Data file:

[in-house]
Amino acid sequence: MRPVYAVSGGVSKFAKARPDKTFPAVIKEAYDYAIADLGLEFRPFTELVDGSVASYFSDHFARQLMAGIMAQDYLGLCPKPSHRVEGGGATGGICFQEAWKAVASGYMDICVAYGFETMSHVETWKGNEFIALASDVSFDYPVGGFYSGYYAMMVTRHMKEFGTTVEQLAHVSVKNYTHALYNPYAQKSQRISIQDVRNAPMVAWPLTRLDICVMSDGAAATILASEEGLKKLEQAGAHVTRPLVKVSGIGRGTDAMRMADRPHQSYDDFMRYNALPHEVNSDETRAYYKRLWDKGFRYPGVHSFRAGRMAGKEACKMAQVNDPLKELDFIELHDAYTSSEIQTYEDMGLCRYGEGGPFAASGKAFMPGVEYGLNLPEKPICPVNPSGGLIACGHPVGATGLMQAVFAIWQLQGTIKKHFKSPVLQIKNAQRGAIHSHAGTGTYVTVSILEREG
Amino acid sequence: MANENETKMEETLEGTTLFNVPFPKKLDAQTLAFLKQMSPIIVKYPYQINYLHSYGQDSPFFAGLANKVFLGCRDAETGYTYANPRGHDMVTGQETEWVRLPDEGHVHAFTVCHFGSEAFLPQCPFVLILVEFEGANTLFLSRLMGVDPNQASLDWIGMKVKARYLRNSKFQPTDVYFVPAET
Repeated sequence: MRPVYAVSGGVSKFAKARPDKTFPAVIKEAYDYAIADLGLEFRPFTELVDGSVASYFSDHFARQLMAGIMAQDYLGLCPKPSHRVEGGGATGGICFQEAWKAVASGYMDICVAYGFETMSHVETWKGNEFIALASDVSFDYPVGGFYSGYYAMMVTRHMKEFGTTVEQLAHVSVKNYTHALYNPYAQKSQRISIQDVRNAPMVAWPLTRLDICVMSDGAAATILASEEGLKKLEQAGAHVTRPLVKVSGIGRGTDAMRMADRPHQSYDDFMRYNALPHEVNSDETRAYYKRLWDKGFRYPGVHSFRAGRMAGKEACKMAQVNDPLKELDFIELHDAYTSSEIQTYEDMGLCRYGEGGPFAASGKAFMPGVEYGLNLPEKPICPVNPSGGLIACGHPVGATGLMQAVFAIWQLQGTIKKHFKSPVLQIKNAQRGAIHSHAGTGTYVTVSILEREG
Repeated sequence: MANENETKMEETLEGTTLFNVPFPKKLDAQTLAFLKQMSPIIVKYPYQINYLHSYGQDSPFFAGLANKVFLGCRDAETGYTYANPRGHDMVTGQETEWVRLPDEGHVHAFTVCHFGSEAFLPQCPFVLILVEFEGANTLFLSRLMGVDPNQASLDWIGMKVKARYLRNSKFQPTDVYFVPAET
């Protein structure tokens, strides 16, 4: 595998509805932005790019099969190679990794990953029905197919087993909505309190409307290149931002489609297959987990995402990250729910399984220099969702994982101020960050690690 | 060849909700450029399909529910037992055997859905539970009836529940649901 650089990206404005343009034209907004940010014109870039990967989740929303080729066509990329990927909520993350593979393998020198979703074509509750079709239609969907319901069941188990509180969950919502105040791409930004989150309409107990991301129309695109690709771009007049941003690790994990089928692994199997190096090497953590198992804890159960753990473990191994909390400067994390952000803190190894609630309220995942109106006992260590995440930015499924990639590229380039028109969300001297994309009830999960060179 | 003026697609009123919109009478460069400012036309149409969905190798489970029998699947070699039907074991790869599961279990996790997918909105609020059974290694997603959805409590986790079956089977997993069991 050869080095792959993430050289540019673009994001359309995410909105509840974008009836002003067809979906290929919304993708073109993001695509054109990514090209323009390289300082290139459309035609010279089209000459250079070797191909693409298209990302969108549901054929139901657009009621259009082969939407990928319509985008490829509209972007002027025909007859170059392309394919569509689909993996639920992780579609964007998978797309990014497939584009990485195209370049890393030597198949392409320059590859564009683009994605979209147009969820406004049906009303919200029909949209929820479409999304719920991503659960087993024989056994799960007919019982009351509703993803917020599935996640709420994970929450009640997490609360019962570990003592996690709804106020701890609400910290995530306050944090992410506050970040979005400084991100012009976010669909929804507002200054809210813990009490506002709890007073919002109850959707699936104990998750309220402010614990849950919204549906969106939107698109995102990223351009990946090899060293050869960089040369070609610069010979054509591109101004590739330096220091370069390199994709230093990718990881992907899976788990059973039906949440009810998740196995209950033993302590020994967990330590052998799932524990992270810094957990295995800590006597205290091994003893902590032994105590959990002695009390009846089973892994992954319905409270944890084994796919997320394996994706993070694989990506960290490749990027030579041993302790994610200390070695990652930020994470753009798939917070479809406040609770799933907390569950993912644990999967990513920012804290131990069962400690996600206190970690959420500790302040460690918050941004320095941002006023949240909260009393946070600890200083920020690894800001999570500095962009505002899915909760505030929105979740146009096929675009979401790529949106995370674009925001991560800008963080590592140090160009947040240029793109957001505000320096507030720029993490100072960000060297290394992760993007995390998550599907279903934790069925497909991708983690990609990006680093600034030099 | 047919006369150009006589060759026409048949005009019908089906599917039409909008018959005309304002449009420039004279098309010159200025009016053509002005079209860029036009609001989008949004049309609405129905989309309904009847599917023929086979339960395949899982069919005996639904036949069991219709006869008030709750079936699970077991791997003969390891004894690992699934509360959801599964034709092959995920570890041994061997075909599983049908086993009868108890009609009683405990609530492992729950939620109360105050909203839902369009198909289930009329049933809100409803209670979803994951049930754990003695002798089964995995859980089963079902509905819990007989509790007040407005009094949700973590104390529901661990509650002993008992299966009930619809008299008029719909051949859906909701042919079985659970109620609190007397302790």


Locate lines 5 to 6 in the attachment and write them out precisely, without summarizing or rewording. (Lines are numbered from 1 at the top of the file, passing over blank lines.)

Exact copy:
Repeated sequence: MANENETKMEETLEGTTLFNVPFPKKLDAQTLAFLKQMSPIIVKYPYQINYLHSYGQDSPFFAGLANKVFLGCRDAETGYTYANPRGHDMVTGQETEWVRLPDEGHVHAFTVCHFGSEAFLPQCPFVLILVEFEGANTLFLSRLMGVDPNQASLDWIGMKVKARYLRNSKFQPTDVYFVPAET
């Protein structure tokens, strides 16, 4: 595998509805932005790019099969190679990794990953029905197919087993909505309190409307290149931002489609297959987990995402990250729910399984220099969702994982101020960050690690 | 060849909700450029399909529910037992055997859905539970009836529940649901 650089990206404005343009034209907004940010014109870039990967989740929303080729066509990329990927909520993350593979393998020198979703074509509750079709239609969907319901069941188990509180969950919502105040791409930004989150309409107990991301129309695109690709771009007049941003690790994990089928692994199997190096090497953590198992804890159960753990473990191994909390400067994390952000803190190894609630309220995942109106006992260590995440930015499924990639590229380039028109969300001297994309009830999960060179 | 003026697609009123919109009478460069400012036309149409969905190798489970029998699947070699039907074991790869599961279990996790997918909105609020059974290694997603959805409590986790079956089977997993069991 050869080095792959993430050289540019673009994001359309995410909105509840974008009836002003067809979906290929919304993708073109993001695509054109990514090209323009390289300082290139459309035609010279089209000459250079070797191909693409298209990302969108549901054929139901657009009621259009082969939407990928319509985008490829509209972007002027025909007859170059392309394919569509689909993996639920992780579609964007998978797309990014497939584009990485195209370049890393030597198949392409320059590859564009683009994605979209147009969820406004049906009303919200029909949209929820479409999304719920991503659960087993024989056994799960007919019982009351509703993803917020599935996640709420994970929450009640997490609360019962570990003592996690709804106020701890609400910290995530306050944090992410506050970040979005400084991100012009976010669909929804507002200054809210813990009490506002709890007073919002109850959707699936104990998750309220402010614990849950919204549906969106939107698109995102990223351009990946090899060293050869960089040369070609610069010979054509591109101004590739330096220091370069390199994709230093990718990881992907899976788990059973039906949440009810998740196995209950033993302590020994967990330590052998799932524990992270810094957990295995800590006597205290091994003893902590032994105590959990002695009390009846089973892994992954319905409270944890084994796919997320394996994706993070694989990506960290490749990027030579041993302790994610200390070695990652930020994470753009798939917070479809406040609770799933907390569950993912644990999967990513920012804290131990069962400690996600206190970690959420500790302040460690918050941004320095941002006023949240909260009393946070600890200083920020690894800001999570500095962009505002899915909760505030929105979740146009096929675009979401790529949106995370674009925001991560800008963080590592140090160009947040240029793109957001505000320096507030720029993490100072960000060297290394992760993007995390998550599907279903934790069925497909991708983690990609990006680093600034030099 | 047919006369150009006589060759026409048949005009019908089906599917039409909008018959005309304002449009420039004279098309010159200025009016053509002005079209860029036009609001989008949004049309609405129905989309309904009847599917023929086979339960395949899982069919005996639904036949069991219709006869008030709750079936699970077991791997003969390891004894690992699934509360959801599964034709092959995920570890041994061997075909599983049908086993009868108890009609009683405990609530492992729950939620109360105050909203839902369009198909289930009329049933809100409803209670979803994951049930754990003695002798089964995995859980089963079902509905819990007989509790007040407005009094949700973590104390529901661990509650002993008992299966009930619809008299008029719909051949859906909701042919079985659970109620609190007397302790």